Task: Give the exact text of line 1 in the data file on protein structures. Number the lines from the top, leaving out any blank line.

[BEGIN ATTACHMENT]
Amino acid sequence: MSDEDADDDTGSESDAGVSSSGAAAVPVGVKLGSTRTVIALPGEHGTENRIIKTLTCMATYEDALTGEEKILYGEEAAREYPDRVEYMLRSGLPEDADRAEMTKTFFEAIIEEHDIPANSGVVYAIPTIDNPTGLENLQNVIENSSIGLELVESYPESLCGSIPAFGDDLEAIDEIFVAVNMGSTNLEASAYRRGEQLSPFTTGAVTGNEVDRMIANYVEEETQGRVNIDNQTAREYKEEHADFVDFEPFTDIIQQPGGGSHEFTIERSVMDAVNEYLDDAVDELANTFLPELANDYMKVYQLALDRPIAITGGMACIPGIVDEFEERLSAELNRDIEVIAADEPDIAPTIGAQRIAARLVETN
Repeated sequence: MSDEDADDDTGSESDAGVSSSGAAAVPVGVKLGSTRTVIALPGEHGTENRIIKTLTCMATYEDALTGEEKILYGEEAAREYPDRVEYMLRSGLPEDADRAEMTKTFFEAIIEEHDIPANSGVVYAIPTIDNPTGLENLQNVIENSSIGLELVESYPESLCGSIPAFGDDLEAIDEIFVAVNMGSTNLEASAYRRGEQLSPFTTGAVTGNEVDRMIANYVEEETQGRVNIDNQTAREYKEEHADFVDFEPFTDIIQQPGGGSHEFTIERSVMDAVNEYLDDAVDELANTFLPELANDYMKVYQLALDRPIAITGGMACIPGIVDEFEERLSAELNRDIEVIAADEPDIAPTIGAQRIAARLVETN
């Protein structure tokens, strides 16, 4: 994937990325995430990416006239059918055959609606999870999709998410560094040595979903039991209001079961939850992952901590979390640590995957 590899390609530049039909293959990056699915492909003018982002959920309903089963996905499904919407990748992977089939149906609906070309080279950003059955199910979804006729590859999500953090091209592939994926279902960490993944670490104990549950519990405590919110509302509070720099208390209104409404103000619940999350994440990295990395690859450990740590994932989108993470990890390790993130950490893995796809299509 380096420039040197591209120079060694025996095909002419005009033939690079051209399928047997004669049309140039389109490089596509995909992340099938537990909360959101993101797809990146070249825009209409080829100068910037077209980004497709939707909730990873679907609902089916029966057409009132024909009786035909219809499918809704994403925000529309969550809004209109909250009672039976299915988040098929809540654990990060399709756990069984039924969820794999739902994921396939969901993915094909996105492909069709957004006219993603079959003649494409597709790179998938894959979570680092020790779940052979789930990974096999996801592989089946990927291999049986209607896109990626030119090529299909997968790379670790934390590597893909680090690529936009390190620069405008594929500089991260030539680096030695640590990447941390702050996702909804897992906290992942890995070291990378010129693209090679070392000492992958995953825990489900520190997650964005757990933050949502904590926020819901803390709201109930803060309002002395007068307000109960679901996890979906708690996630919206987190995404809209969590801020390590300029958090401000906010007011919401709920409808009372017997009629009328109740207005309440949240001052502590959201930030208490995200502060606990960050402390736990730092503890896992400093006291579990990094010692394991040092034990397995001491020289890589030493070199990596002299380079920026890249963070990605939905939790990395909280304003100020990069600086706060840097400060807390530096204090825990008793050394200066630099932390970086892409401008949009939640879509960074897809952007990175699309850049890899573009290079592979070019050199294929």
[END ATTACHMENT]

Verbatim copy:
Amino acid sequence: MSDEDADDDTGSESDAGVSSSGAAAVPVGVKLGSTRTVIALPGEHGTENRIIKTLTCMATYEDALTGEEKILYGEEAAREYPDRVEYMLRSGLPEDADRAEMTKTFFEAIIEEHDIPANSGVVYAIPTIDNPTGLENLQNVIENSSIGLELVESYPESLCGSIPAFGDDLEAIDEIFVAVNMGSTNLEASAYRRGEQLSPFTTGAVTGNEVDRMIANYVEEETQGRVNIDNQTAREYKEEHADFVDFEPFTDIIQQPGGGSHEFTIERSVMDAVNEYLDDAVDELANTFLPELANDYMKVYQLALDRPIAITGGMACIPGIVDEFEERLSAELNRDIEVIAADEPDIAPTIGAQRIAARLVETN